Ah, MR. TALL. It started out nice enough: stories that were personal, sometimes tragic, and at times strange. I’m reminded of other short story collections I’ve read this year such as ACTS OF GOD, but probably more like BLACK VODKA. Regular life, but with an added twist. Mostly.
Tony Earley has an author’s talent for capturing life’s finer details (probably the reason I love short stories so much). As other reviewers have noted, Earley seems especially adept at bringing out the joys, tribulations, loves, and trials of the married life. He also seems skilled at taking societal reactions to legends, myths, and rumors and then playing them out into interesting and plausible reactions.
Then Earley brings out the grand finale: Jack the giant slayer.
I really loved Jack’s story—my favorite short story of the year, so far. WARNING: it may not be for everyone. For odd and quirky folks like me, you’ll probably love it. Jack’s story makes reading this whole book all the more worthwhile.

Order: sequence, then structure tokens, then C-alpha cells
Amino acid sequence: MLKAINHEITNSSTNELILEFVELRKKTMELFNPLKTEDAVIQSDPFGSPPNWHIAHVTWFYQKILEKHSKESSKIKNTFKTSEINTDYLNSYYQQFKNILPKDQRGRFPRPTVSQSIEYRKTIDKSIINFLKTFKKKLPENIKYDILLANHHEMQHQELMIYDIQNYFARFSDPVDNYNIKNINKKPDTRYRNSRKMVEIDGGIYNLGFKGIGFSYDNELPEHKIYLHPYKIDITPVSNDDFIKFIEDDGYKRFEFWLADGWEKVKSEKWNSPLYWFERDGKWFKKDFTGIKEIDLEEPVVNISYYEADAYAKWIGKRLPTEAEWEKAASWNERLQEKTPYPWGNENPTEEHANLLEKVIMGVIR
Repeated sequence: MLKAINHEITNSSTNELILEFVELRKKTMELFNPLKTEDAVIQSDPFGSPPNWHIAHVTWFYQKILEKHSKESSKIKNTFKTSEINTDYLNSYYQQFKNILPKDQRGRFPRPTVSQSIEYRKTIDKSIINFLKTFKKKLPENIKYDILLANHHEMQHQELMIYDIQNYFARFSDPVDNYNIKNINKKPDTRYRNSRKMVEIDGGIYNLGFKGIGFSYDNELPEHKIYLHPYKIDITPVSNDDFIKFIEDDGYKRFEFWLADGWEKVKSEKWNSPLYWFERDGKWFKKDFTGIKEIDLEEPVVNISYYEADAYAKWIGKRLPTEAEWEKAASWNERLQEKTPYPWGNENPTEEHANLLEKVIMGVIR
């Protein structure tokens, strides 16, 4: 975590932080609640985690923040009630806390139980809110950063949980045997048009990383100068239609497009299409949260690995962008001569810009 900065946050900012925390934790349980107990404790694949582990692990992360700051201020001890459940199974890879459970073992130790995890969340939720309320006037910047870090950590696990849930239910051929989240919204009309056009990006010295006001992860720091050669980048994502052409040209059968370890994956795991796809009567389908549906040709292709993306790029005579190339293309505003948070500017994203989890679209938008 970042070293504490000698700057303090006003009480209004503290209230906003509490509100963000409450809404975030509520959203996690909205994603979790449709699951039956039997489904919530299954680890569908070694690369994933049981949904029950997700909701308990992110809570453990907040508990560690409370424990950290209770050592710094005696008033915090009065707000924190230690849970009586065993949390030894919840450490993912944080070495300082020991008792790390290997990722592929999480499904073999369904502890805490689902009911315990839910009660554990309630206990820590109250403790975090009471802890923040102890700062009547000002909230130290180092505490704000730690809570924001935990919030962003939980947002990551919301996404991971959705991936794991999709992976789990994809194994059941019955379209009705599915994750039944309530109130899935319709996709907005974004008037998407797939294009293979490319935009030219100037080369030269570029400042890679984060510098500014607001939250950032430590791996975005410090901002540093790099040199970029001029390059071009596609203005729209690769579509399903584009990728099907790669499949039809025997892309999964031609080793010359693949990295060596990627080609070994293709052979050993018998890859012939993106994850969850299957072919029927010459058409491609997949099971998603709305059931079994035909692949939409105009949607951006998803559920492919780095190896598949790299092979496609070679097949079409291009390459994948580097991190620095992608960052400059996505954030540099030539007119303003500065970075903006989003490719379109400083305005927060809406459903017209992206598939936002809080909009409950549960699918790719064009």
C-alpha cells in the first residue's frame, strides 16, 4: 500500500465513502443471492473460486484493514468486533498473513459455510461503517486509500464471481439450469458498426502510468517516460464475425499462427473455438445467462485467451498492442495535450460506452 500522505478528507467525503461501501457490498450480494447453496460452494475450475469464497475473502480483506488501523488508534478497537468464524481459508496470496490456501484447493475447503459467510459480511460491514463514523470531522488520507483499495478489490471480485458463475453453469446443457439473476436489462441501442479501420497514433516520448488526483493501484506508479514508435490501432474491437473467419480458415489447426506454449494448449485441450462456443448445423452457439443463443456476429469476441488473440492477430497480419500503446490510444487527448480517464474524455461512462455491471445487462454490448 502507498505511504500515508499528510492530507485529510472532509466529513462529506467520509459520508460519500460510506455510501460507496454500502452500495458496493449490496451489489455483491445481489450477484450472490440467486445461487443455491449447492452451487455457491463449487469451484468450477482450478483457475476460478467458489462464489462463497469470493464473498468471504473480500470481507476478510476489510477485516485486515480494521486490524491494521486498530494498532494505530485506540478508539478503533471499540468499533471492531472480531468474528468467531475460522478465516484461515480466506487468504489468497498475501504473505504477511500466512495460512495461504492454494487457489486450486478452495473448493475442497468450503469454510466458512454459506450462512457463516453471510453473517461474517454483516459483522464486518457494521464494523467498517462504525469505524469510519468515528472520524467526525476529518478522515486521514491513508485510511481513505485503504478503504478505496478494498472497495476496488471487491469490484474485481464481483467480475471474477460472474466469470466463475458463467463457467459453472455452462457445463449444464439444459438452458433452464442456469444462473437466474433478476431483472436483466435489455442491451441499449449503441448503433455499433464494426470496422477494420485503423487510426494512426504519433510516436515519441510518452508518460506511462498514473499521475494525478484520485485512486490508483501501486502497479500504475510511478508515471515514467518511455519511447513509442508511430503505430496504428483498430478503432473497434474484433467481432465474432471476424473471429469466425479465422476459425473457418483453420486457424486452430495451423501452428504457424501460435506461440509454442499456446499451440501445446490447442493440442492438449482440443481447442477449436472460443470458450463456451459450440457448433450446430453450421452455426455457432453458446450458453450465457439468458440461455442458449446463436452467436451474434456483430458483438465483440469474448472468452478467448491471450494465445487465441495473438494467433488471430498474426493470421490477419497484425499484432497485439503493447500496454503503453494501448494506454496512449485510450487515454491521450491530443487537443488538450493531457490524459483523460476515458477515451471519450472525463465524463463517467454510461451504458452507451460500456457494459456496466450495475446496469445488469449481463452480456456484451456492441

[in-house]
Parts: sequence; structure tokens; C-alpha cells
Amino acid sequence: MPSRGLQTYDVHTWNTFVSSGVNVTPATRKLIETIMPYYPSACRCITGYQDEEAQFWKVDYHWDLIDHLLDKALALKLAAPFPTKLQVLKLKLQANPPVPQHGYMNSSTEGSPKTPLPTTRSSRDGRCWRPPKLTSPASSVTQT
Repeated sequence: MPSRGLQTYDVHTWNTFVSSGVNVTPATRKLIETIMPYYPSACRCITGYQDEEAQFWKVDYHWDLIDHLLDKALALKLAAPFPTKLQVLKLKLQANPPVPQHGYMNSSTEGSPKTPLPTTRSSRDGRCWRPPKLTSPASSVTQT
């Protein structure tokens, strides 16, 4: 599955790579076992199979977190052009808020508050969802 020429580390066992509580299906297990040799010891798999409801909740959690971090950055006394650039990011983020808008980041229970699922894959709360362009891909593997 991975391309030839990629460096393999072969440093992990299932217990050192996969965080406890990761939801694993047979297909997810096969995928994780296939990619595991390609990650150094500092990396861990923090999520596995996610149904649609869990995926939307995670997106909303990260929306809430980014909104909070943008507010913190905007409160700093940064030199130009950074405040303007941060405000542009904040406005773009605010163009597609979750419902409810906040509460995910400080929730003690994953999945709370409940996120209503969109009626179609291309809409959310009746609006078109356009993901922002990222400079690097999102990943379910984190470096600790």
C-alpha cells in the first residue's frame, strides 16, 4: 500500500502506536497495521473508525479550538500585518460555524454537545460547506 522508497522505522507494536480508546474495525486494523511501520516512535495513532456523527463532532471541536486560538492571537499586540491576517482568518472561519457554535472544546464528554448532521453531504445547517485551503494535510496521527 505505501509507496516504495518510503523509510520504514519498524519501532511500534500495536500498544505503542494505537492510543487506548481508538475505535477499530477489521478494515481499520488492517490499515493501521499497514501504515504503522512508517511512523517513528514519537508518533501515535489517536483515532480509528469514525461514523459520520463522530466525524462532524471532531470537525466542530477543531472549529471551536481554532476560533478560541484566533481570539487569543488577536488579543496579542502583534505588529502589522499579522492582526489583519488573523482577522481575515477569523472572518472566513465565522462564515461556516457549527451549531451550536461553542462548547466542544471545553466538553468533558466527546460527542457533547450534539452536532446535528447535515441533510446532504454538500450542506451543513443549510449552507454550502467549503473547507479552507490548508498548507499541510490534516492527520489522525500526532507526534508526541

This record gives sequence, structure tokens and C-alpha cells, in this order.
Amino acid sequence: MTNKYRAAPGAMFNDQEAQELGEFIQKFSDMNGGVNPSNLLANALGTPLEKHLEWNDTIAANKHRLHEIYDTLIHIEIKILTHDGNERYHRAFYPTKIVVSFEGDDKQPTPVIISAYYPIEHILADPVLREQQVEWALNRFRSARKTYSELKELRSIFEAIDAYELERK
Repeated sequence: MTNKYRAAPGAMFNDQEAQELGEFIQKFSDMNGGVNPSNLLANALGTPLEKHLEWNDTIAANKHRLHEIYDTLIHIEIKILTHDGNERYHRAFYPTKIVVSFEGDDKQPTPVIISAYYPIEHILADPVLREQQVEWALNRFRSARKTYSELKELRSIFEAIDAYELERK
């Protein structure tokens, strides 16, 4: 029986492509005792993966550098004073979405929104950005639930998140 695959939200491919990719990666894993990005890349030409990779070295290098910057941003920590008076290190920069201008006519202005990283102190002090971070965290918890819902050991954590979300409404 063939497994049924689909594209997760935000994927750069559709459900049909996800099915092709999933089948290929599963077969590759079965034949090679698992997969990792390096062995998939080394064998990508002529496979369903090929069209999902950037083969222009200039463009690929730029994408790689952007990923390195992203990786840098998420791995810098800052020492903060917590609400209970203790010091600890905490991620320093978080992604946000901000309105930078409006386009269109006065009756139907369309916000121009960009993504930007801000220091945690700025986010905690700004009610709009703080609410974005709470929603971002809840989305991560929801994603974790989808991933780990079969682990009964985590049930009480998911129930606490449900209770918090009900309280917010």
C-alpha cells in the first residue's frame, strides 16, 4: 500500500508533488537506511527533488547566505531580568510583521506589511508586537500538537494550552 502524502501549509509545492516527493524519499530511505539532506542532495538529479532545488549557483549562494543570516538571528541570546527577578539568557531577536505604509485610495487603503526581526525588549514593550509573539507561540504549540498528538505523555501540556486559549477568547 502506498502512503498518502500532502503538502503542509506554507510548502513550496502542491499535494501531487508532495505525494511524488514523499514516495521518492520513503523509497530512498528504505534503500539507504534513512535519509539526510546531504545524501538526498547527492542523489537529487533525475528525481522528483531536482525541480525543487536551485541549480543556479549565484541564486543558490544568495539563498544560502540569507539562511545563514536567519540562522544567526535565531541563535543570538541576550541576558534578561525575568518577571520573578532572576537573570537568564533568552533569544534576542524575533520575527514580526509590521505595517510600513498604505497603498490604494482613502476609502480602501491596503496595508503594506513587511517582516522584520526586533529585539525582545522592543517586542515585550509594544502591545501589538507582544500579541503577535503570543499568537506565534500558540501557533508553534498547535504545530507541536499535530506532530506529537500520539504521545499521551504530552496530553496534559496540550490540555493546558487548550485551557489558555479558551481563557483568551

Things start okay with Jack. He may be suffering some post-giant-slaying boredom and wants to have paid sex with the farmer’s wife. He appears to be a drunk, too. I won’t ruin all the surprises for you, but just know that things turn really bizarre. At first, I thought this was something from the pages of a Neil Gaiman novel. Then Jack started to break through the fourth wall, talking to me about narrative technique. Then a dog—not a troll—came up from under the bridge. Then wheat turned to blossomed damsels. Yeah, it was an awesome trip.
Here’s what really nailed it, though: the grand summary at the end. The tale ended up being a testament to why we read, the importance of imagination, and the value of continued story. What more delights a reader’s heart than the validation of reading and imagination?
Thanks Little, Brown for providing this book electronically for me to review. I loved it.
You can find this book’s preview and other reviews on Amazon: Mr. Tall: A Novella and Stories
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